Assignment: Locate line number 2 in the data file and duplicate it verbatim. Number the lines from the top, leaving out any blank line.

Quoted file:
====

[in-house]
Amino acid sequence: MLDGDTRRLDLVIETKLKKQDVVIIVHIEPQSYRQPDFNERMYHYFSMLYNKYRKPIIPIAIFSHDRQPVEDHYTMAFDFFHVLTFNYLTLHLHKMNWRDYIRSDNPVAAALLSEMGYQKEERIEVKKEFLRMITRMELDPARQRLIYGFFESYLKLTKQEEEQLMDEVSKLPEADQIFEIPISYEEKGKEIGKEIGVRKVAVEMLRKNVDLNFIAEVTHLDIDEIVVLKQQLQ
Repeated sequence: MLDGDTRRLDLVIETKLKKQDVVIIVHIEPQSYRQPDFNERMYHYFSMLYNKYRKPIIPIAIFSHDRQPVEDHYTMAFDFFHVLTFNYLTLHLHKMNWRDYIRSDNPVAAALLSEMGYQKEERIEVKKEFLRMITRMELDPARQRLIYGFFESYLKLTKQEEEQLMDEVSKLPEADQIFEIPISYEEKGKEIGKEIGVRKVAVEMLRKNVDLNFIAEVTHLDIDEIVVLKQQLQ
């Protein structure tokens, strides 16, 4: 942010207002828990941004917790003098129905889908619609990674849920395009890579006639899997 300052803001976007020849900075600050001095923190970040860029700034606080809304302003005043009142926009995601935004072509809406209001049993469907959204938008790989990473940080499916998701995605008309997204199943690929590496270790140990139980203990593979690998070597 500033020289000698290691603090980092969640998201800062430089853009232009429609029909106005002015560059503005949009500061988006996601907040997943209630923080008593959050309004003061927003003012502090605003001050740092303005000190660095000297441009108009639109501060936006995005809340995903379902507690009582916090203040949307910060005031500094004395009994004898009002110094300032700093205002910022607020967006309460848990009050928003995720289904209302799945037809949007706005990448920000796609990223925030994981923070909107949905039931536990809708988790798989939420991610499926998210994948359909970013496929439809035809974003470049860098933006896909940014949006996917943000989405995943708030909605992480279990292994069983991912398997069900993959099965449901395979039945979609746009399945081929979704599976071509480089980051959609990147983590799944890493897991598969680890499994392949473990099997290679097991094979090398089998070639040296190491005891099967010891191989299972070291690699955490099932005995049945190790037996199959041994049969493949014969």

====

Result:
Amino acid sequence: MLDGDTRRLDLVIETKLKKQDVVIIVHIEPQSYRQPDFNERMYHYFSMLYNKYRKPIIPIAIFSHDRQPVEDHYTMAFDFFHVLTFNYLTLHLHKMNWRDYIRSDNPVAAALLSEMGYQKEERIEVKKEFLRMITRMELDPARQRLIYGFFESYLKLTKQEEEQLMDEVSKLPEADQIFEIPISYEEKGKEIGKEIGVRKVAVEMLRKNVDLNFIAEVTHLDIDEIVVLKQQLQ